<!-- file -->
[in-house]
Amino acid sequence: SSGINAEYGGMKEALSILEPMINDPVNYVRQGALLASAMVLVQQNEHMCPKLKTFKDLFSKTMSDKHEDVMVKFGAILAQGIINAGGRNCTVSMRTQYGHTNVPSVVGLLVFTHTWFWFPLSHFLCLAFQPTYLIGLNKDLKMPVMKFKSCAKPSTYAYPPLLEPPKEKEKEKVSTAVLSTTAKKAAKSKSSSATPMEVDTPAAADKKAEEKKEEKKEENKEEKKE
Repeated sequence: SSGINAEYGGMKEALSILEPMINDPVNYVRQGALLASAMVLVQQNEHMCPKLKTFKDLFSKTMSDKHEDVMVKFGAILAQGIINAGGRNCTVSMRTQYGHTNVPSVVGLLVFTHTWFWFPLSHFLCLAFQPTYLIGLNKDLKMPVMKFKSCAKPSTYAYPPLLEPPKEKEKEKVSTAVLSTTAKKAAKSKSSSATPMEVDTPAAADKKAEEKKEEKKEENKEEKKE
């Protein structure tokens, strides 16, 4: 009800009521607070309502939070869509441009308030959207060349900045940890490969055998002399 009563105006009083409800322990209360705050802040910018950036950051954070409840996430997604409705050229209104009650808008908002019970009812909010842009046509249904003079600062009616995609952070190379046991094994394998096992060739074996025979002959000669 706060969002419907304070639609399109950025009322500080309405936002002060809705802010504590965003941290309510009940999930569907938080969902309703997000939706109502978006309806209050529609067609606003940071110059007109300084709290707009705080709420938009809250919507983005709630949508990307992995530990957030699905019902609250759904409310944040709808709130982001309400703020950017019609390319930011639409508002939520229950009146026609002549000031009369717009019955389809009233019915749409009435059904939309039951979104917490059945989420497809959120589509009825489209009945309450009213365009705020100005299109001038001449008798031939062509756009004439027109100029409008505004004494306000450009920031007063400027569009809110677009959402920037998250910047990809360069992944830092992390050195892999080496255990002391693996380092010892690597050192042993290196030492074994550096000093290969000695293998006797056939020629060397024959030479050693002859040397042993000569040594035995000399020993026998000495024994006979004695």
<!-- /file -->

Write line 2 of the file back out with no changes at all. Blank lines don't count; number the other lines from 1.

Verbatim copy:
Amino acid sequence: SSGINAEYGGMKEALSILEPMINDPVNYVRQGALLASAMVLVQQNEHMCPKLKTFKDLFSKTMSDKHEDVMVKFGAILAQGIINAGGRNCTVSMRTQYGHTNVPSVVGLLVFTHTWFWFPLSHFLCLAFQPTYLIGLNKDLKMPVMKFKSCAKPSTYAYPPLLEPPKEKEKEKVSTAVLSTTAKKAAKSKSSSATPMEVDTPAAADKKAEEKKEEKKEENKEEKKE